· US traffic slipped 0.7% in October while capacity fell by 1.1%, pushing load factor up to 84%, the highest among all the domestic markets. IATA estimated that two-thirds of all passengers impacted by Hurricane Sandy were US domestic passengers. Demand declined 1.1% compared to September.
· China’s domestic market continued to rebound from the slowdown earlier this year with growth of 7.5% compared to October 2011. With capacity up 11%, load factor dropped 2.6 percentage points to 80.6%, which was still among the highest for any domestic market. Demand declined 1.5% compared to September.
· Japan’s domestic market fell 0.5% versus the year-ago period but climbed 1.5% compared to September. Capacity rose 2.6% year-over-year and load factor was the lowest for any market at 66.8%. The market still has not recovered from the impact of the 2011 earthquake and tsunami. Moreover, domestic demand in the export-driven nation is suffering from the slowdown in global trade.
· Brazil experienced the strongest growth, with traffic up 9.8% on a 0.9% rise in capacity, propelling load factor up 6 percentage points to 73.2%. The healthy result supports indications of an economic recovery in Brazil. Traffic expanded 0.2% compared to September.
· Indian domestic traffic plunged 12.4% in October compared to a year ago, the worst performance for any market, reflecting the weakening economy and the struggles within the domestic airline industry. Capacity declined 7.3% and load factor fell 4.1 percentage points to 70.1%.
Air Freight (Domestic and International)
Air freight demand fell sharply in October, down 3.5% compared to October 2011 after being up 0.9% in September. The weakness in demand continues to be focused on Asia-Pacific airlines, while Middle East carriers experienced strong demand growth. Airlines reduced freight capacity 0.9% in October compared to September, but this was not sufficient to offset the demand decline with the result that unlike in passenger markets, freight load factors have started to weaken.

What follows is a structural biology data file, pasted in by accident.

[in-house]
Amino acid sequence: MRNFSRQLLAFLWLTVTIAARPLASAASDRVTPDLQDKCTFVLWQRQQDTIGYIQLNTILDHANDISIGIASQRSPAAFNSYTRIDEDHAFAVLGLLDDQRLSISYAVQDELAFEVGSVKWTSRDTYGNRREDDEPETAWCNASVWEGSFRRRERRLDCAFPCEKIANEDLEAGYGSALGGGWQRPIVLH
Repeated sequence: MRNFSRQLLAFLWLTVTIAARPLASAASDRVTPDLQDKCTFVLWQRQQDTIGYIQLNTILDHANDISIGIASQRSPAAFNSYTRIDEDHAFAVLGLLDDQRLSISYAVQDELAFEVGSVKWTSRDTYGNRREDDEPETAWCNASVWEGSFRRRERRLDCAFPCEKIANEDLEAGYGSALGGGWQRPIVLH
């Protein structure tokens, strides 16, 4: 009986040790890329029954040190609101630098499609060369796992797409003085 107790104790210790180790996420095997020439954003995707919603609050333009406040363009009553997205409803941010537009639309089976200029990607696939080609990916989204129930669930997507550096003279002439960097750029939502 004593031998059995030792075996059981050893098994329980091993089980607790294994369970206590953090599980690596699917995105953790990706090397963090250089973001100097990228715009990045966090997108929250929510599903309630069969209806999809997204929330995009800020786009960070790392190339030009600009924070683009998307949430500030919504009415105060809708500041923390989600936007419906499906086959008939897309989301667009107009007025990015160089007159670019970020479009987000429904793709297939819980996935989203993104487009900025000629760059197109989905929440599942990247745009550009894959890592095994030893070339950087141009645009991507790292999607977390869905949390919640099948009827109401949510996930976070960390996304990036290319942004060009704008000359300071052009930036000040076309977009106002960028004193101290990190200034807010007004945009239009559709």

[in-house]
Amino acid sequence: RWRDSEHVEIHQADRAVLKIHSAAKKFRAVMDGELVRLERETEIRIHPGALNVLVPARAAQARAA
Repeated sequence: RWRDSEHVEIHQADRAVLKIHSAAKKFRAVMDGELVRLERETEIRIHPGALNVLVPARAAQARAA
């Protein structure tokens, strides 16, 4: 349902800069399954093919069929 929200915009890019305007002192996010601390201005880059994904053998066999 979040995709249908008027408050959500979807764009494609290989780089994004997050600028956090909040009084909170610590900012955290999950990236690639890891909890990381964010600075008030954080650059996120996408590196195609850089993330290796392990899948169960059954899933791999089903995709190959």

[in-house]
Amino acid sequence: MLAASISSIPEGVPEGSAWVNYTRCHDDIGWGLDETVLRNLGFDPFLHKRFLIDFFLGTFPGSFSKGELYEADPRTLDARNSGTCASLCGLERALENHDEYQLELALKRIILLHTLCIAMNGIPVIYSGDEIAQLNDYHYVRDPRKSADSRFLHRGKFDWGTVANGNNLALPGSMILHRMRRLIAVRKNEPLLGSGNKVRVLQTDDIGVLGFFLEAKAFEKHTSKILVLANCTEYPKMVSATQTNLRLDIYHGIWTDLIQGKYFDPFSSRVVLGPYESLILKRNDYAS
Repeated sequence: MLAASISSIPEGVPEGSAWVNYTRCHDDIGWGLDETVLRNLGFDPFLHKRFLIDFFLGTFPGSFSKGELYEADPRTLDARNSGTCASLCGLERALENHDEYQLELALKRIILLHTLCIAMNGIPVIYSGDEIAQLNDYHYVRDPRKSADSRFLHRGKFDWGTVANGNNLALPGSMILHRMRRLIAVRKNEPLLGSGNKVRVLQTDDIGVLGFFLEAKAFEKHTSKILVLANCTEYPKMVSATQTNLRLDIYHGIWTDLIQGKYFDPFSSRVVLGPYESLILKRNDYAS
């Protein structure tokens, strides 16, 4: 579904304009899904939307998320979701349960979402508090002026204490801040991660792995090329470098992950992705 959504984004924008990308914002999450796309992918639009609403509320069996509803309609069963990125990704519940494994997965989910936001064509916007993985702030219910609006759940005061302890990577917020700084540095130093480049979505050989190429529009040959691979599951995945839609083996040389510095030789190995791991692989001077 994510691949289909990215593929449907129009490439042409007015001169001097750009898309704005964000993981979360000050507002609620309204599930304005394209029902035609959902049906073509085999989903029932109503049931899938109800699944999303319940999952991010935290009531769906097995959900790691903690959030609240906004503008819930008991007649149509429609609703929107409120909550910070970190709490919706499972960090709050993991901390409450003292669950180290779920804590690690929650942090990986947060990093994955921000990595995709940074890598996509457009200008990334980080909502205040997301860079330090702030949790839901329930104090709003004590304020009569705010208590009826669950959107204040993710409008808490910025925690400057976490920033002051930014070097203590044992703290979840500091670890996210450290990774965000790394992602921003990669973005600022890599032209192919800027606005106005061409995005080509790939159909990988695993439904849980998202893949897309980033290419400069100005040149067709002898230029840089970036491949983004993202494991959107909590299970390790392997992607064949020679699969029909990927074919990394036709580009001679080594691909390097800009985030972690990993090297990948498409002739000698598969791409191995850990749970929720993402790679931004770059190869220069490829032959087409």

· Asia-Pacific carriers saw a 6.8% decline in demand in October compared to October 2011, the steepest decline for any region, while capacity fell 4.6%. Between September and October, two-thirds of the fall in global air freight volumes has come from Asia-Pacific carriers, as demand for Asian exports declined in the weak global economy. North American airlines had a 5.3% drop in demand, with a 5.4% reduction in capacity. European airlines had a 4.3% decline in traffic, with just a 1.7% decline in capacity. Europe’s airlines have seen only a 1% rise in demand since the 2011 fourth quarter.
· Middle Eastern carriers’ 13.4% rise in traffic came on an 8.6% rise in capacity, raising load factor 2 percentage points to 46.4%.
· Latin American airlines’ demand climbed 0.9% but this was exceeded by an 8.6% hike in capacity that pushed load factor down 3 percentage points to 39.3%.
· African carriers saw a 0.5% decline in demand and a 2.7% rise in capacity. Load factor of 26.6% was the weakest for any region.
The Bottom Line
Hurricane Sandy was the big news story of October for the aviation industry. In total, nearly 17,000 flights were cancelled to the five most affected airports (the three New York area airports of John F. Kennedy, Newark and LaGuardia as well as Washington-Dulles and Philadelphia). At the peak of the storm on Monday 29 October 8-9% of global capacity was grounded which is equal to 1.6 billion available seat kilometers.
A conservative estimate of lost revenues as a result of the hurricane is $0.5 billion. While there would be some savings from unused fuel, additional costs including those for passenger care and out-of-position crew would have been incurred.
“The human toll and physical destruction of Hurricane Sandy remain foremost in our minds. It also dealt the airline industry a $0.5 billion blow at a time when it can least afford it,” said Tyler. “At the same time, the disruption of thousands of flights demonstrated just how connected the aviation industry has made the world. Direct flight cancellations reached airports as far apart as Singapore, Johannesburg and Santiago. Meetings were cancelled, shipments delayed, conferences postponed and supply chains disrupted. A smooth functioning aviation industry is a critical component of modern life that is often taken for granted.”
Globally air transport provides jobs for some 57 million people and supports $2.2 trillion in economic activity by connecting people and goods on 35,000 routes.